SA slides down list of global competitiveness

Robert Laing

Robert Laing

South Africa's global competitiveness rating plummeted to sixth last out of 55 economies ranked in the World Competitiveness Yearbook.

The study was done by the Swiss business school International Institute for Management Development (IMD). The South African data was gathered by the National Productivity Institute.

Poor marks for employment, education and health care, among other criteria, saw South Africa falling 12 places from the 38th most competitive nation last year to 50th this year.

The rankings, drawn from hard data and an executive opinion survey, were based on 323 criteria in four main competitiveness categories: economic performance, government efficiency, business efficiency and infrastructure.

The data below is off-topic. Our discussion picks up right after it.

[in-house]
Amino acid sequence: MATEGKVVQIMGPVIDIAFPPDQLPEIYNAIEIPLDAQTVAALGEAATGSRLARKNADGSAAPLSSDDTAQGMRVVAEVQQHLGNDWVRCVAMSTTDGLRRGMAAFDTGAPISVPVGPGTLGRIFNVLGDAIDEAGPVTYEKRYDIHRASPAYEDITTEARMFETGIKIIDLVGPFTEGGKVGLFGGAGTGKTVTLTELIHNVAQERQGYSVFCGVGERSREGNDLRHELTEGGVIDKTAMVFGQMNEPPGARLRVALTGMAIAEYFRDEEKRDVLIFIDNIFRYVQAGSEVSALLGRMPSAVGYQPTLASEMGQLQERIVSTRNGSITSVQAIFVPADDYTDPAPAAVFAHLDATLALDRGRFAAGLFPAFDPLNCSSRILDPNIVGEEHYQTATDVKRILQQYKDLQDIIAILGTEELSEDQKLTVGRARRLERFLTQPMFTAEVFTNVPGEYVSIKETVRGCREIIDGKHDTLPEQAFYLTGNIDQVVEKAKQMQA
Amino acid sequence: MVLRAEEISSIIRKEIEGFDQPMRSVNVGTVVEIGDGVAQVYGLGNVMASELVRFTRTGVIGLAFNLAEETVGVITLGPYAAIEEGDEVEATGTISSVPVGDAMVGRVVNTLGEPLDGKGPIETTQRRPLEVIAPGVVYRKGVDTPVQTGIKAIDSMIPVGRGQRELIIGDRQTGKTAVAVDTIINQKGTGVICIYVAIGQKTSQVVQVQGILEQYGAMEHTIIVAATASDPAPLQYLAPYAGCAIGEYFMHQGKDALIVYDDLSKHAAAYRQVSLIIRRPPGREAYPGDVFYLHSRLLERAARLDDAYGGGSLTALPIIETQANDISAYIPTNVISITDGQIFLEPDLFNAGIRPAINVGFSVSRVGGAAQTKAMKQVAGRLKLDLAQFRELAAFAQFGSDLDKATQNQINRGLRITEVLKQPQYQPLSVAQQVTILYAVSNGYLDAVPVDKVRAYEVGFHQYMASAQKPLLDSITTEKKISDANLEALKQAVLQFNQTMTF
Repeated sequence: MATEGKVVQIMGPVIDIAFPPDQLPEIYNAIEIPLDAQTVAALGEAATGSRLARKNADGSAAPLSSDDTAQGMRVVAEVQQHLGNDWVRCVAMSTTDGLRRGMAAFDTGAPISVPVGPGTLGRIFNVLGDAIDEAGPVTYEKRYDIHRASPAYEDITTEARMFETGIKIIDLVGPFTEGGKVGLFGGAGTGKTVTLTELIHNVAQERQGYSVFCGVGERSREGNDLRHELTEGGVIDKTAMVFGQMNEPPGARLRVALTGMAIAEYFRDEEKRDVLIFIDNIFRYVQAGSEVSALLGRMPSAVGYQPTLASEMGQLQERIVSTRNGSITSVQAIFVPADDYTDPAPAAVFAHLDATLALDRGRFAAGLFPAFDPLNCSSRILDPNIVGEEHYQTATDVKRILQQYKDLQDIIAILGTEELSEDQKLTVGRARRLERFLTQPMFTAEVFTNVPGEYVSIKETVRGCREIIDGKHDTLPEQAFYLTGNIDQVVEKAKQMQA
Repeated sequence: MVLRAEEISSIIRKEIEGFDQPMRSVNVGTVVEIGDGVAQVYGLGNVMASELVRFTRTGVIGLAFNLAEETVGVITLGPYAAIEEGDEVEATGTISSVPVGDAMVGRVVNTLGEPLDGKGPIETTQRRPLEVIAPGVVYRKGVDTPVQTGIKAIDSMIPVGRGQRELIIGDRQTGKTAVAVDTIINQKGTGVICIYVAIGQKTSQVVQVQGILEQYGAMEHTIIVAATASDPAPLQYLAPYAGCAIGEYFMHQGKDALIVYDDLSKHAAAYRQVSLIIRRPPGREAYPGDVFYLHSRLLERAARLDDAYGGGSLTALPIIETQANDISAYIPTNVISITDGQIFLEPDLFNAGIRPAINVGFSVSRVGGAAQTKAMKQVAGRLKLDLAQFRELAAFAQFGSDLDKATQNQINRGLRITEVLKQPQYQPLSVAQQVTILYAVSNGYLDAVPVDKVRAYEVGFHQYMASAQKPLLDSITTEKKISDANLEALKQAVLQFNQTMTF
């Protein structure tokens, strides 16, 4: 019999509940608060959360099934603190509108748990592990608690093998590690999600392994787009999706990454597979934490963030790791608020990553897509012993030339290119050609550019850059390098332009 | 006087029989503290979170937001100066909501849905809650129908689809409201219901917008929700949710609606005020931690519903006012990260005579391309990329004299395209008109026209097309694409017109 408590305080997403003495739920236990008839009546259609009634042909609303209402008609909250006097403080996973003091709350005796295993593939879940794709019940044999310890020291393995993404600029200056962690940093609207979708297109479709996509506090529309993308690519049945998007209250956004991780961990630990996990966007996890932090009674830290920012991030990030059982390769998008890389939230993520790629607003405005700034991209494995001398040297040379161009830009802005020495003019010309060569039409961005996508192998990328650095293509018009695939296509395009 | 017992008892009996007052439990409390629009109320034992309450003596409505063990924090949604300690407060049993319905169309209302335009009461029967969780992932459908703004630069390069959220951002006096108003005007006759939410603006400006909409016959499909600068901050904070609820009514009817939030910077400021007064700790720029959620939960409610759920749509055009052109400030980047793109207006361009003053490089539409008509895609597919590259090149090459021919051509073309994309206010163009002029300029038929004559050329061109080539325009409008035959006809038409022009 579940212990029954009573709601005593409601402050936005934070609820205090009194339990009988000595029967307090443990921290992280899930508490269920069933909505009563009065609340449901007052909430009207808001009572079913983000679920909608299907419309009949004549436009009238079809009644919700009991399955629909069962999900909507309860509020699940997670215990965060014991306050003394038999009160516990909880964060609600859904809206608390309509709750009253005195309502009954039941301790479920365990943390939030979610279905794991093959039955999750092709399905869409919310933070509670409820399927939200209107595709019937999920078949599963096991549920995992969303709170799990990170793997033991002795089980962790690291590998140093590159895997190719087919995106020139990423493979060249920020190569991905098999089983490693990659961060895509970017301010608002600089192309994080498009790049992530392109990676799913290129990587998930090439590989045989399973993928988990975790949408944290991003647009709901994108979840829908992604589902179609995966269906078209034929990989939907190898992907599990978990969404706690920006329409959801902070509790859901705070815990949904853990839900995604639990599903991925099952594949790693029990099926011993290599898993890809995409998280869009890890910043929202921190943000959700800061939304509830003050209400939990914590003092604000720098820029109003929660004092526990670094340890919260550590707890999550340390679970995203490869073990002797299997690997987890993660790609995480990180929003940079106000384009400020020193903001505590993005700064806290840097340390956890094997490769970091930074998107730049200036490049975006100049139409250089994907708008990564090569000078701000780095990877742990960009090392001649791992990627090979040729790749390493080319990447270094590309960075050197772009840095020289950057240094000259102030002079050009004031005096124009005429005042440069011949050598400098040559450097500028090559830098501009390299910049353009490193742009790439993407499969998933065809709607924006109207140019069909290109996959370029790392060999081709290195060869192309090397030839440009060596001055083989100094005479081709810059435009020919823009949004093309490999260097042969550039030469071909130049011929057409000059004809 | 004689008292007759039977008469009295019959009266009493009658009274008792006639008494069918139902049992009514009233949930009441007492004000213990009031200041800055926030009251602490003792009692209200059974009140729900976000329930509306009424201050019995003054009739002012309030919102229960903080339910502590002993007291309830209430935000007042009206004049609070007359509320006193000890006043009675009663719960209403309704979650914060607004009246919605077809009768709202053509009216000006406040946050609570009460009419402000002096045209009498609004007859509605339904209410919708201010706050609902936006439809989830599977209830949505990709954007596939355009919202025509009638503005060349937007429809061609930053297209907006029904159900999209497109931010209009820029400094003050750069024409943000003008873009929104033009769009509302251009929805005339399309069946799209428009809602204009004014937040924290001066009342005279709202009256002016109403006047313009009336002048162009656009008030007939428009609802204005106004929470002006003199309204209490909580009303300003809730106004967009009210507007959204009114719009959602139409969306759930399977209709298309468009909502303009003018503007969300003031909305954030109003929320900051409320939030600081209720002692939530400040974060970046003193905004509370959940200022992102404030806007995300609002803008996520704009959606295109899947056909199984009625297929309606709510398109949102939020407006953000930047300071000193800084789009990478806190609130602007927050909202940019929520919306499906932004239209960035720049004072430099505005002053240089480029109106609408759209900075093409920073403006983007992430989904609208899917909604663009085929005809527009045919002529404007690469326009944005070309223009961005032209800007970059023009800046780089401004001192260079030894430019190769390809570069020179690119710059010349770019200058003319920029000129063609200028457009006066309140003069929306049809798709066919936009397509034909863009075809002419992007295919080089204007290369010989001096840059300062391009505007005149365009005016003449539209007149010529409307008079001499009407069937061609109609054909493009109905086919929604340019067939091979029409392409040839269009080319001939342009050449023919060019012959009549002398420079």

When IMD World Competitiveness Centre deputy director Suzanne Rosselet was asked why South Africa's competitiveness score had deteriorated so badly, she replied: "The world economy is growing very fast and the competitiveness environment is getting tougher for South Africa. Out of 55 countries analysed in our report, the average growth rate last year was 5,1percent. This is quite unusual and sets a very high standard for everybody. South Africa at 5percent is thus right in the middle."

Although South Africa has improved by reducing the fiscal deficit, easing restrictions on investing abroad and attracting foreign investments, it suffers from high regulation intensity, underinvestment in infrastructure, poor training of the workforce and low employment levels.